Dr. Henry Averns didn't want to make his patients wait any longer. So he quit his job.
Friday is the Kingston, Ont., rheumatologist's last day as an associate professor in the school of medicine at Queen's University.
On Monday, he will open the doors to a new clinic where he can devote himself full-time to a deluge of mostly baby boomers afflicted with rheumatoid arthritis, some of whom have been trying to score an appointment with the specialist for three years.
"I felt embarrassed and dissatisfied by the length of my waiting time and the difficulty in seeing both new and review patients," Dr. Averns said. "It just makes you feel bad if you say to a patient, 'I'll see you again in two months,' but you don't see them for six months."
Dr. Averns's dilemma is not uncommon in Ontario, where demand for rheumatologists wildly outstrips supply. A new study from the Institute for Clinical Evaluative Sciences found the number of rheumatoid arthritis patients in the province more than doubled from roughly 43,000 in 1996 to more than 97,000 in 2010, while the number of rheumatologists did not increase at all.
That mismatch extends across the country, according to the Canadian Rheumatology Association. The shortage is especially severe in rural areas – Prince Edward Island has no rheumatologists, Manitoba has none outside Winnipeg – and leaders in the field are warning that the problem will get worse as the population ages.
"What we're faced with is an onslaught of patients with this disease with very few physicians that have the training and the ability to treat them properly," said Dr. Claire Bombardier, director of the division of rheumatology at the University of Toronto and senior author of the new paper, published Friday in the Canadian Journal of Public Health.
Long waits to see a rheumatologist are especially troubling because rheumatoid arthritis, an autoimmune disease that causes a crippling inflammation of the joints, can now be successfully treated if caught early, ideally within a few months of the onset of symptoms such as sore, swollen knuckles.
That is a sea change from 20 years ago when doctors had little to offer rheumatoid arthritis sufferers beyond painkillers.
Today, rheumatologists treat their patients with disease-modifying drugs – including methotrexate and an array of biologic medicines – which can actually put the disorder in remission.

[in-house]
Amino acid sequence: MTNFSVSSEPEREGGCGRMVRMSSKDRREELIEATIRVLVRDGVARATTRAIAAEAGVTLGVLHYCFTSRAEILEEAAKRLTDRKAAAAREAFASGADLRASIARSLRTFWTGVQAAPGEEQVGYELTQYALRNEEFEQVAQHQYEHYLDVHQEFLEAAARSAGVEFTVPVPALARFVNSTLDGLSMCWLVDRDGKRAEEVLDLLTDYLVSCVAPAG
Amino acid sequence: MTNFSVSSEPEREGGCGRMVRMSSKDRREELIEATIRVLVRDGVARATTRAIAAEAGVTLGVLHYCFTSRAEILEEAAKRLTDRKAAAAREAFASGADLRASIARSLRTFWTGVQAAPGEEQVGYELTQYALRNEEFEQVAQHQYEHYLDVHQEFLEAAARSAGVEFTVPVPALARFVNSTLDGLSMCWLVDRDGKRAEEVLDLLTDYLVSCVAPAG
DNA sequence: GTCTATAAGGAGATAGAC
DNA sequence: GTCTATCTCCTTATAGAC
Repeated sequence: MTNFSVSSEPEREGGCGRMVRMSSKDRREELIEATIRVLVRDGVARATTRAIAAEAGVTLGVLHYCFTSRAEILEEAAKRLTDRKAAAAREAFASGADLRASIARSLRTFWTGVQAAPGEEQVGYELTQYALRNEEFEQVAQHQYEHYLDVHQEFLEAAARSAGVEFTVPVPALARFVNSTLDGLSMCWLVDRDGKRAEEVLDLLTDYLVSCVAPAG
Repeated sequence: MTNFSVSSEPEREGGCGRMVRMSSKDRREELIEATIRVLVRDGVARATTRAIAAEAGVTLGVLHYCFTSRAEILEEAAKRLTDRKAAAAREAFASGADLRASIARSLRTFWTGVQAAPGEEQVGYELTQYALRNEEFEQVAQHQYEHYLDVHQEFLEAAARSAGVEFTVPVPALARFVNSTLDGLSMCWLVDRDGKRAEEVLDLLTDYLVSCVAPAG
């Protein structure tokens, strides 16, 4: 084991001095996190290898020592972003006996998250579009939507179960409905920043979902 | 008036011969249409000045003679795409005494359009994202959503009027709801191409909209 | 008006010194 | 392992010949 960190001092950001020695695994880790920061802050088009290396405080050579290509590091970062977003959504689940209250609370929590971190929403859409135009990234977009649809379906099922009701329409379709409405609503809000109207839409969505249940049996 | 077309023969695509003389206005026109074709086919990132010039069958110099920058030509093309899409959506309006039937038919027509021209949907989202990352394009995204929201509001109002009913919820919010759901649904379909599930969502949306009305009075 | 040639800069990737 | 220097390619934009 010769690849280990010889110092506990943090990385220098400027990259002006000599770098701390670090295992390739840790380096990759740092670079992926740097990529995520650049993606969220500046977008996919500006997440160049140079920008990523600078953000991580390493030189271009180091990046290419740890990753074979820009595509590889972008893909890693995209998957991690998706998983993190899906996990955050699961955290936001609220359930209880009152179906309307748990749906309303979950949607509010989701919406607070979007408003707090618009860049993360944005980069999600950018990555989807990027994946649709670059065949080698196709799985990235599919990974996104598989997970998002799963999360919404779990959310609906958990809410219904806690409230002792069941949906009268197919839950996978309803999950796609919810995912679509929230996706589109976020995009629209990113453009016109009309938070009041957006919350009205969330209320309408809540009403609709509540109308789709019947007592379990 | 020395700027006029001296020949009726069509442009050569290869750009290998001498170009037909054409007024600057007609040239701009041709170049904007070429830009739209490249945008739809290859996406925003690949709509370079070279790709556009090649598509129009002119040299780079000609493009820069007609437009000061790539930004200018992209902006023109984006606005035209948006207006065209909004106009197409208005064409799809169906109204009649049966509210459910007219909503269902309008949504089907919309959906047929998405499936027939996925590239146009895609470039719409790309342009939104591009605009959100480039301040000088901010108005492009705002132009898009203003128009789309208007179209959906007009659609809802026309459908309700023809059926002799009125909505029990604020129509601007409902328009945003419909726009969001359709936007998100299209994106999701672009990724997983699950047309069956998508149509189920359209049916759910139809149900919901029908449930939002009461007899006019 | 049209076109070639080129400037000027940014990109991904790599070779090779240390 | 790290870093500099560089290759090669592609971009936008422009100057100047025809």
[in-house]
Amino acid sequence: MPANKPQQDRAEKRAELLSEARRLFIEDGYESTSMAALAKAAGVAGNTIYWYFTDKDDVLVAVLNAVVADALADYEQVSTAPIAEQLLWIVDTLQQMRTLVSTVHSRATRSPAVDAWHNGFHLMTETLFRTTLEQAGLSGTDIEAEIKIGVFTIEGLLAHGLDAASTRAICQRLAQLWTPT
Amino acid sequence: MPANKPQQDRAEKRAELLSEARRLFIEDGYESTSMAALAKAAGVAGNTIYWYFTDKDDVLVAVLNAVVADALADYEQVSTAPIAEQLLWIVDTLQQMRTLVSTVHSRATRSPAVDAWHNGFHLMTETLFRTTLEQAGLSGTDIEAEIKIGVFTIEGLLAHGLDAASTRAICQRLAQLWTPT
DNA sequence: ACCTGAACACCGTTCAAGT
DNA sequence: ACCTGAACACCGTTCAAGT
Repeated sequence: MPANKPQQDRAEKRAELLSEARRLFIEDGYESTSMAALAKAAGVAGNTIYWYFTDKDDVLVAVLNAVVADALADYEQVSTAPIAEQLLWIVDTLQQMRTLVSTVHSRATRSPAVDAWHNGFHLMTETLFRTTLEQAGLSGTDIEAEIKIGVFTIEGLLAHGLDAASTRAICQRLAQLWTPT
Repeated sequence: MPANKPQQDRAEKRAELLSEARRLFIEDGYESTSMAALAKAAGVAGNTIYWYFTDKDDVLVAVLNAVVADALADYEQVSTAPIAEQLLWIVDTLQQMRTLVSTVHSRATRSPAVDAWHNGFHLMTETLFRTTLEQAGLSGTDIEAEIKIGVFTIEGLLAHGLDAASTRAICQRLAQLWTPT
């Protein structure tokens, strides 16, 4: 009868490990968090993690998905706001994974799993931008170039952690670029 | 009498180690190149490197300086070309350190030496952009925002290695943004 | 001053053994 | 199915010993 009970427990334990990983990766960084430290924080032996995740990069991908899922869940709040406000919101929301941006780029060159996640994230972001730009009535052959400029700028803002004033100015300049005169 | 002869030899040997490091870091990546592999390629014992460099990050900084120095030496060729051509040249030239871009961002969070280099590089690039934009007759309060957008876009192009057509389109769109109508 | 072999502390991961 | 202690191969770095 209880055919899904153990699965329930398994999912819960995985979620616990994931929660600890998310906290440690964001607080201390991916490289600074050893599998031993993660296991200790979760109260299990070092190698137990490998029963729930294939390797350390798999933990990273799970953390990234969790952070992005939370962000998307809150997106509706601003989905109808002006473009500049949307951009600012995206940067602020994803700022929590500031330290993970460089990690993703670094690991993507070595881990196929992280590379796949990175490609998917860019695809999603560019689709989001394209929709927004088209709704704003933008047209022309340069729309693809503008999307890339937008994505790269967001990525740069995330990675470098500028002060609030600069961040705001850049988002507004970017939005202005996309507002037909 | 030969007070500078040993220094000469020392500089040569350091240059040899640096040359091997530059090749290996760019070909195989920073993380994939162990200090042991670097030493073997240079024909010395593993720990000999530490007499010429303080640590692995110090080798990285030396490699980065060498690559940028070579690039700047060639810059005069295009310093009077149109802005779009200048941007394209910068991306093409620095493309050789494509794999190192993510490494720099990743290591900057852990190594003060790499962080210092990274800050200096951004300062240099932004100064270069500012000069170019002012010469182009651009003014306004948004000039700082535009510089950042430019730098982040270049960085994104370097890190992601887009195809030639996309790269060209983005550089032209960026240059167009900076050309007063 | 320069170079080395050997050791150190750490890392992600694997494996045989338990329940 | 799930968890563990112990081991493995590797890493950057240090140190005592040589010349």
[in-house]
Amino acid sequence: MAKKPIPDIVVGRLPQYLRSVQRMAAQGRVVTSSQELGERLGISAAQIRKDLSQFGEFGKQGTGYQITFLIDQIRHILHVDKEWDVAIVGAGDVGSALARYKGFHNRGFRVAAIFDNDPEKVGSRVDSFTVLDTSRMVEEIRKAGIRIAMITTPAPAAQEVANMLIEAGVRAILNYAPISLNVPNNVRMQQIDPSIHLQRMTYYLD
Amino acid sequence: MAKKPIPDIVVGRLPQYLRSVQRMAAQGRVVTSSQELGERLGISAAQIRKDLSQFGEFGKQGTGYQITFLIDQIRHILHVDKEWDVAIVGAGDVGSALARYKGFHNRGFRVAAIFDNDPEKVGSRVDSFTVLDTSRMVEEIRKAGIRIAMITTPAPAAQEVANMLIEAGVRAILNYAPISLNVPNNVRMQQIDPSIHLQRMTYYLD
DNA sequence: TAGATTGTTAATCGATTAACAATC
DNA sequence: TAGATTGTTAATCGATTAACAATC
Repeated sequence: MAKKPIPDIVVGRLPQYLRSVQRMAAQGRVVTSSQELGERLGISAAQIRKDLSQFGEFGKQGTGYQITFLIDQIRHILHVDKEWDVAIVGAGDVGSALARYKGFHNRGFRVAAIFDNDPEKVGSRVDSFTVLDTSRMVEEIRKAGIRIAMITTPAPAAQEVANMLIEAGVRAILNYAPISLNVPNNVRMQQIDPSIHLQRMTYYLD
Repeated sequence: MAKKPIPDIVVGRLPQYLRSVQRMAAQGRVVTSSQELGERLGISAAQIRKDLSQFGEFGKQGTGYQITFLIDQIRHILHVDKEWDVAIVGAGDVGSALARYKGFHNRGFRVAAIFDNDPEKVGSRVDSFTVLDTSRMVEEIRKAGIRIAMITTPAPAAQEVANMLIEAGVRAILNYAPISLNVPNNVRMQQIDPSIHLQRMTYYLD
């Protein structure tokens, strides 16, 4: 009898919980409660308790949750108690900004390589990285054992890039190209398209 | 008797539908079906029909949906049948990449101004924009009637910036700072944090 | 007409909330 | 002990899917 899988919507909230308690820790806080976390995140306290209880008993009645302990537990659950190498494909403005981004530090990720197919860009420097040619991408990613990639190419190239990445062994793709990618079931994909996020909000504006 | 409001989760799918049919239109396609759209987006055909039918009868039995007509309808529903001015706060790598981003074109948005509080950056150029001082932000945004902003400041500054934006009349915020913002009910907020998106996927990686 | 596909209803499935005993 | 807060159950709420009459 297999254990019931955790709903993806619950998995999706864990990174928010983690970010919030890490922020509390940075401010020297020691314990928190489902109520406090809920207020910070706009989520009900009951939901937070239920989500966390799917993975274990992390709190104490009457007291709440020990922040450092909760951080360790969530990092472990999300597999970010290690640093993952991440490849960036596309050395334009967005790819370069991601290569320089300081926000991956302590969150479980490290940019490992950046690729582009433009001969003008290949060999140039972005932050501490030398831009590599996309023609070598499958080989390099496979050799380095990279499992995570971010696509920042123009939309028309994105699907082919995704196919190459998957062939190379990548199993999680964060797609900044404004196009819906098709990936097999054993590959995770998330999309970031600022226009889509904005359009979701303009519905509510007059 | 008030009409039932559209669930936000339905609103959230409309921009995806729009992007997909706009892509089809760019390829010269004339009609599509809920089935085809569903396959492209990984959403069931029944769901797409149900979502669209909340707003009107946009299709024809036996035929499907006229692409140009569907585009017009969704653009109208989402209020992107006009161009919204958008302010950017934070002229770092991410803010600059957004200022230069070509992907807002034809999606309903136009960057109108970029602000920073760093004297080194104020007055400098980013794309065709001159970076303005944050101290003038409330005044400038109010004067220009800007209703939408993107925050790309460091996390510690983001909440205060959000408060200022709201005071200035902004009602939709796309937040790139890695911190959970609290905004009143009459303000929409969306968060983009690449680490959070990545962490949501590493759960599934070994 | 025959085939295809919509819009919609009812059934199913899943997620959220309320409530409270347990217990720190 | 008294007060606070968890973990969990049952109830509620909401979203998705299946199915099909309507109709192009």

When Dr. Bombardier was in training more than 30 years ago, rheumatoid arthritis was "a disease of people that were in hospital in wheelchairs with crooked hands," she said. "Now, most of our patients are walking in the street and working, with the appropriate drugs. That's why getting early treatment, early diagnosis, is so important."
Dr. Averns, the Kingston rheumatologist, has seen first-hand what happens when the disease is not caught in time. He spends about 15 days a year in Northern Ontario, flying into Moose Factory and other remote communities on James Bay to tend to aboriginal people afflicted with the puffy, twisted hands and feet of untreated rheumatoid arthritis.
"It's horrific," he said. "It's not uncommon to see patients with widespread joint destruction who haven't had access to conventional treatment for years. It's almost the norm."
Aboriginal people are believed to have a genetic predisposition to rheumatoid arthritis, which helps to explain why the new study found the disease is more prevalent in rural Northern Ontario than in southern cities.
Yet specialists are not moving to where the need is greatest: There are more then five rheumatologists for every 100,000 people in Toronto, but fewer than one for every 100,000 in the province's northeast, the study found.
Canada had 371 rheumatologists in 2013, a little more than one for every 100,000 Canadians, according to the Canadian Medical Association. Nearly half are over the age of 55.
Rheumatologists tend not to be as highly paid as some other specialists, and the field has had trouble recruiting in the past.
Although that is changing, Canada cannot possibly train enough rheumatologists to meet the looming need. The grey wave is too much of a tsunami.
The only option is a new model of treatment, one that relies on telemedicine and deeper collaboration with occupational therapists, pharmacists, nurses and family doctors, said Dr. Jane Purvis, a Peterborough, Ont., rheumatologist and president of the Ontario Rheumatology Association.
"We recognize that we have to change the model of care," she said. "That's a huge thing that's happening across the country."